James Toback

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James Toback
2009-0428-MSPIFF-JamesToback-portrait.jpg
Toback on April 28, 2009
Born November 23, 1944 (age 70)
New York City
Spouse(s) Consuelo Sarah Churchill Vanderbilt Russell (1968-?; divorced)

James Lee Toback (born November 23, 1944) is an American screenwriter and film director, as well as non-fiction writer, and essayist.

Early life[edit]

Toback was born in New York City. His mother, Selma Judith (née Levy), was a President of The League of Women Voters and a moderator of political debates on NBC.[1] His father, Irwin Lionel Toback, was a stockbroker and former Vice-President of Dreyfus & Company.[2] Toback graduated from The Fieldston School in 1963 and from Harvard College, magna cum laude, in 1966. While attending Harvard College, Toback took what he claims to be the largest single dose of LSD of all time. He remained under the influence of the drug for eight days before being administered an antidote by neuropsychiatrist Max Rinkel. According to Toback, he lost all fear of death due to this experience.[3]

Career[edit]

After graduating from Harvard, Toback worked as a journalist. An assignment from Esquire on football player Jim Brown led to him to live in Brown's house for a period of a couple years, where both Toback and Brown claim to have engaged in orgies with several women.[4] It was after Toback grew tired of his hedonistic lifestyle in Brown's house that he came to the decision to make movies for a living.[5] Toback wrote a book about his experiences with Brown entitled Jim: The Author's Self-Centered Memoir of the Great Jim Brown. In the early 1970s Toback taught creative writing at the City College of New York. He drew on this experience when he wrote the screenplay for The Gambler.[6]

In 1974, Toback's screenplay The Gambler was produced. Much of the film was shot at City College. His directorial début was the 1978 film Fingers, remade twenty-eight years later by Jacques Audiard as The Beat That My Heart Skipped. Toback followed Fingers with Love and Money in 1982. Toback wrote and directed Exposed in 1983, and in 1989, Toback directed the documentary The Big Bang.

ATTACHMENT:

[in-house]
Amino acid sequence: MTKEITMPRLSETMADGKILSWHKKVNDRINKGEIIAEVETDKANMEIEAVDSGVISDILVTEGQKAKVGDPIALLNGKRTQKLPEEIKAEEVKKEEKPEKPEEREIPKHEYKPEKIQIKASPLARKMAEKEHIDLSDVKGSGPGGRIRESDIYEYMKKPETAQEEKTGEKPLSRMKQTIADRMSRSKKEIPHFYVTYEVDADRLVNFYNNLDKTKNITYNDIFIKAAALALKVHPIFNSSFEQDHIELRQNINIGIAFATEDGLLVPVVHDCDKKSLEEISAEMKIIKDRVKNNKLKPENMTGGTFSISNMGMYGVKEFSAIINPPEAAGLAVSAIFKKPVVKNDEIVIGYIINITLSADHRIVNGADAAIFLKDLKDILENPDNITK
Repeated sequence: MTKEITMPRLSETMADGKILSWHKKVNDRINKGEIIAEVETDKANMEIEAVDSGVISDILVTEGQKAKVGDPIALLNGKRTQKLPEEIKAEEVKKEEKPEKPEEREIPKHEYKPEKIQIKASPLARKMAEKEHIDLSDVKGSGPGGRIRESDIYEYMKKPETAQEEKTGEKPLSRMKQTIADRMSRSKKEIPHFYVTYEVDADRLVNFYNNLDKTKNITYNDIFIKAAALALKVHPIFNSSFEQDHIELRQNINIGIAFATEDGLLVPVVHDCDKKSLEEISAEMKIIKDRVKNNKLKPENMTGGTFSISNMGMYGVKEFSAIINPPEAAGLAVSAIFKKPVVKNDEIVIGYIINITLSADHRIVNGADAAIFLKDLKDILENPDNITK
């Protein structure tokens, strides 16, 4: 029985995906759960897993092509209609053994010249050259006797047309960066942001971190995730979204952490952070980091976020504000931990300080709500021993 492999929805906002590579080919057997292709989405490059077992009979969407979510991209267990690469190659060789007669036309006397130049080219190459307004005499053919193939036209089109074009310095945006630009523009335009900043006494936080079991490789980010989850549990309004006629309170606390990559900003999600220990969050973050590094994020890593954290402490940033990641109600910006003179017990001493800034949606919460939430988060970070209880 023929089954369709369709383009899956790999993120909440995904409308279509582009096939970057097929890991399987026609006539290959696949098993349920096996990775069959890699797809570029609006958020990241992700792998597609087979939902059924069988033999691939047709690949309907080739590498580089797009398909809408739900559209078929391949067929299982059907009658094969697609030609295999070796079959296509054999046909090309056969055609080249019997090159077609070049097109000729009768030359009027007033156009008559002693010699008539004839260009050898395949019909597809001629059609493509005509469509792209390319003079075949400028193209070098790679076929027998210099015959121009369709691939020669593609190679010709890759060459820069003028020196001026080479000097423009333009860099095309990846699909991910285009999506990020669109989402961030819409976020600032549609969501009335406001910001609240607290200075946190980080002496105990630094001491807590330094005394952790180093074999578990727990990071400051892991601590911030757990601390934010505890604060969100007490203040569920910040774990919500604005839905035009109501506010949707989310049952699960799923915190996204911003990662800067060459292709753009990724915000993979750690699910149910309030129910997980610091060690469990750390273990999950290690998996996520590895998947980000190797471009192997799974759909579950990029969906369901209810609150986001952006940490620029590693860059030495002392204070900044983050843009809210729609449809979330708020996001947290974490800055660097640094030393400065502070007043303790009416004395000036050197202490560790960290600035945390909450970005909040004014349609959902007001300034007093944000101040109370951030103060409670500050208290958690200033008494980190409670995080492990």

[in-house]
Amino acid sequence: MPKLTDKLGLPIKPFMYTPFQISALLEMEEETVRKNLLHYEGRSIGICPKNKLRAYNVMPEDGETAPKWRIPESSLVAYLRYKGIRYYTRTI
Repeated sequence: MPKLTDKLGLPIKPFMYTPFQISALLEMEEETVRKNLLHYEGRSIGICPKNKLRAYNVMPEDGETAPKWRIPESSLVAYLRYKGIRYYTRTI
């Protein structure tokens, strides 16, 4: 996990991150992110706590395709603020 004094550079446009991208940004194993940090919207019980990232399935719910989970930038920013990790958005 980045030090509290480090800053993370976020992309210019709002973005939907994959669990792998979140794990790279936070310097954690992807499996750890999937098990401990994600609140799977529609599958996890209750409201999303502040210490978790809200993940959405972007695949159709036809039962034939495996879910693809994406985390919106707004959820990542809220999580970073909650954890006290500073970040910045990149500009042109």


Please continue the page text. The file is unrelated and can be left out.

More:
Toback wrote the original screenplay for Bugsy, which won the Golden Globe for Best Picture and was nominated for ten Academy Awards. Toback won the Los Angeles Film Critics' Award for Best Original Screenplay and a similar award from the readers of Premiere Magazine.

In 1998, Toback wrote and directed the comedy Two Girls and a Guy, and in 2000, he wrote and directed Black and White in collaboration with members of Wu-Tang Clan. He then wrote and directed Harvard Man starring Adrien Grenier in 2002. In 2004, Toback wrote and directed When Will I Be Loved and in 2009, Toback directed Tyson, a documentary about boxer Mike Tyson.

The 2006 documentary The Outsider is about Toback and his work.

In an August 2011 interview, Toback gave the story of the autobiographical background and development of The Gambler, and criticized the idea of the film being remade (as it was in 2014).[7]

Toback teamed with Alec Baldwin in 2013 to create and release a full-length movie called Seduced and Abandoned, which features a look into how movies are financed. Toback refers to the documentary style film as a cinematic romp. The HBO film shows Toback and Baldwin at the 2012 Cannes Film Festival searching for funding for a movie. Seduced and Abandoned features interviews with filmmakers such as Ryan Gosling, Jessica Chastain, and Martin Scorsese.

Personal life[edit]

Toback was married to Consuelo Sarah Churchill Vanderbilt Russell,[8] the granddaughter of John Spencer-Churchill, 10th Duke of Marlborough. He is currently married to Stephanie Kempf, with whom he has one son.

Toback has developed a reputation as a "pick-up artist." An exposé in a 1989 issue of Spy Magazine, "The Pickup Artist's Guide to Picking Up Women," detailed how Toback would "hang out on the streets of the Upper West Side in New York City, and approach women. According to the story, he would in rapid-fire fashion tell them that he was a Hollywood director and offer to show them his Directors Guild of America card. The pitch invariably ended up with an invite to meet privately—sometimes at an outlandishly late hour—to talk about appearing in one of his films."[9] Articles describing Toback as a pick-up artist have also appeared on Gawker.[10][11][12]

Filmography[edit]

Acting Credits[edit]

References[edit]

External links[edit]